YLS takes on Secure Communities (Yale Law School News)
YLS takes on Secure Communities
By James Lu
Friday, February 24, 2012
The WIRAC filed a class action lawsuit in a U.S. district court Feb. 13 questioning the constitutionality of the immigration detainers used by U.S. Immigration and Customs Enforcement in the program, known as Secure Communities, and asked Wednesday that the suit be expedited in the wake of its implementation. The lawsuit argues that confinement based solely on an ICE detainer notice violates the Fourth, 10th and 14th amendments of the Constitution.
“Detainers are the linchpin of the Secure Communities program. Without them, the program cannot function,” Matthew Vogel LAW ’13, an intern at the WIRAC, said in a Wednesday press release. “But confinement pursuant to these ICE notices is unconstitutional and unauthorized by Congress. The Department of Correction cannot hold people without lawful authority to do so.”
Local police departments routinely run suspects’ fingerprints through the Federal Bureau of Investigation’s database for the purpose of criminal background checks. Under Secure Communities, those fingerprints are also checked against an ICE database in an effort to deport criminals living in the country illegally.
If ICE has reason to believe a suspect is an illegal immigrant, the agency can issue a detainment request to the state’s Department of Correction to hold the suspect for up to 48 hours while immigration officials arrive to determine whether to initiate deportation proceedings.
But immigration detainers are not warrants — they are neither based on evidence nor issued after a constitutionally required probable cause hearing, the WIRAC argues.
“[An immigration detainer] is merely an administrative notice requesting that the local agency continue to detain an individual, even after that person would otherwise be released from state custody, until ICE comes to take custody,” the WIRAC’s press release said. “An immigration detainer carries no legal authority to order such continued detention, nor does it authorize continued detention.”
Bill Hing, a professor at the University of San Francisco School of Law, said the main debate that will play out in the courts is whether the way Secure Communities operates is interpreted to be coercing local and state officials to act or spend money against their will.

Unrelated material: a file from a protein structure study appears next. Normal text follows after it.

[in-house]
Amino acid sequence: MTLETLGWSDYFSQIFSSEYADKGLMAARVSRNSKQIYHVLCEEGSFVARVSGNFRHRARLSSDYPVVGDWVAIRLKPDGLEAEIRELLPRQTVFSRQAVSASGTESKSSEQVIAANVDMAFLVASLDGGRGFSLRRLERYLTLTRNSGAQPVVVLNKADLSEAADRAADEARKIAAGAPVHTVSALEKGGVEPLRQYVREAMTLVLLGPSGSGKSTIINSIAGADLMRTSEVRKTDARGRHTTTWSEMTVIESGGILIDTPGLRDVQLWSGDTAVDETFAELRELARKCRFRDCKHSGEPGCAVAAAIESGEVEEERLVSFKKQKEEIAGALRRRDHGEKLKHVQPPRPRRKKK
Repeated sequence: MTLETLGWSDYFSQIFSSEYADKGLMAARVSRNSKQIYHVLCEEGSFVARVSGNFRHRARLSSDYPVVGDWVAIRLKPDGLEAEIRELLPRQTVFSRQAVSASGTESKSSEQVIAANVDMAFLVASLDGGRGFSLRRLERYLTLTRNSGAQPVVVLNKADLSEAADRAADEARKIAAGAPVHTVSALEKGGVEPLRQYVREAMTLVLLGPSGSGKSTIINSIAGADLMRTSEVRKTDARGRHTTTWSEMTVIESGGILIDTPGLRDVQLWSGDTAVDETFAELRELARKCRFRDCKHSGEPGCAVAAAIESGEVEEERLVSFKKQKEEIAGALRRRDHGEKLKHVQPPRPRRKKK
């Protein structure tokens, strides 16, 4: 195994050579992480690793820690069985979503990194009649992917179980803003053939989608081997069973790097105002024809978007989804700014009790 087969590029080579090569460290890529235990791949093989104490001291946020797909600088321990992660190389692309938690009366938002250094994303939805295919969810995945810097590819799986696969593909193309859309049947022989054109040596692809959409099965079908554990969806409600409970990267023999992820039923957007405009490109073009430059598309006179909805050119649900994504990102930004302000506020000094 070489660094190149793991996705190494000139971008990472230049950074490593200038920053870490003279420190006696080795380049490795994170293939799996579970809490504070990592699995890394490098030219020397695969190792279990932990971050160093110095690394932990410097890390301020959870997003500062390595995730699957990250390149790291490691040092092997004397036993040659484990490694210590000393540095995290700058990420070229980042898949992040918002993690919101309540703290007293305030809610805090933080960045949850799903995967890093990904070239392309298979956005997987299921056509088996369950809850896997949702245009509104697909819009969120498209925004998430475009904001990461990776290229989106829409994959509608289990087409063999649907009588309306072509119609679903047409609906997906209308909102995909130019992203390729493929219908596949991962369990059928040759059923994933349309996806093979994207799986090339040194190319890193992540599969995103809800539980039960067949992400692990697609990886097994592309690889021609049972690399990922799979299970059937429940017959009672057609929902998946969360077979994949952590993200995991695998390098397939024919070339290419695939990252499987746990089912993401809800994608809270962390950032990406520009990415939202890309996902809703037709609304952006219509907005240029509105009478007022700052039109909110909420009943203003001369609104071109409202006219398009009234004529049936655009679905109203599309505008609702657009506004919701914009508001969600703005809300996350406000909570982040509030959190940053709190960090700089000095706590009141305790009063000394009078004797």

The central question, Hing said, is whether Secure Communities violates the 10th Amendment, which forbids the federal government from making local officials do work that is not their responsibility. This constitutional question, he added, is likely to take more than a year to be resolved by courts, a view echoed by five other law professors interviewed Thursday.
While Travis Silva LAW ’13, an intern at the WIRAC, said that the clinic does not does not comment to the News “as a policy,” he told the New Haven Register that the clinic wants the court to expedite the suit because they fear an increase in unlawful detentions with Secure Communities’ implementation on Wednesday. The motion asks the district court to order the Department of Correction to respond to the lawsuit “within days.”
Meanwhile, Mike Lawlor, the state’s undersecretary for criminal justice policy and planning, said Connecticut’s Department of Correction will decide whether to honor ICE’s detainment requests on a case-by-case basis.
“We don’t understand why the governor would detain people in jails pursuant to this program when he is not obligated to do so by law,” said law professor Michael Wishnie ’83 LAW ’93, who directs the WIRAC, at a Monday press conference at City Hall with Mayor John DeStefano and other city and state officials.
Wishnie said participation in Secure Communities is entirely within Governor Dannel Malloy’s discretion, as most criminal suspects are held in state facilities that report to the governor.
City Hall spokeswoman Elizabeth Benton ’04 said Thursday afternoon the city has not received word of any detainment requests from ICE since Secure Communities was implemented Wednesday.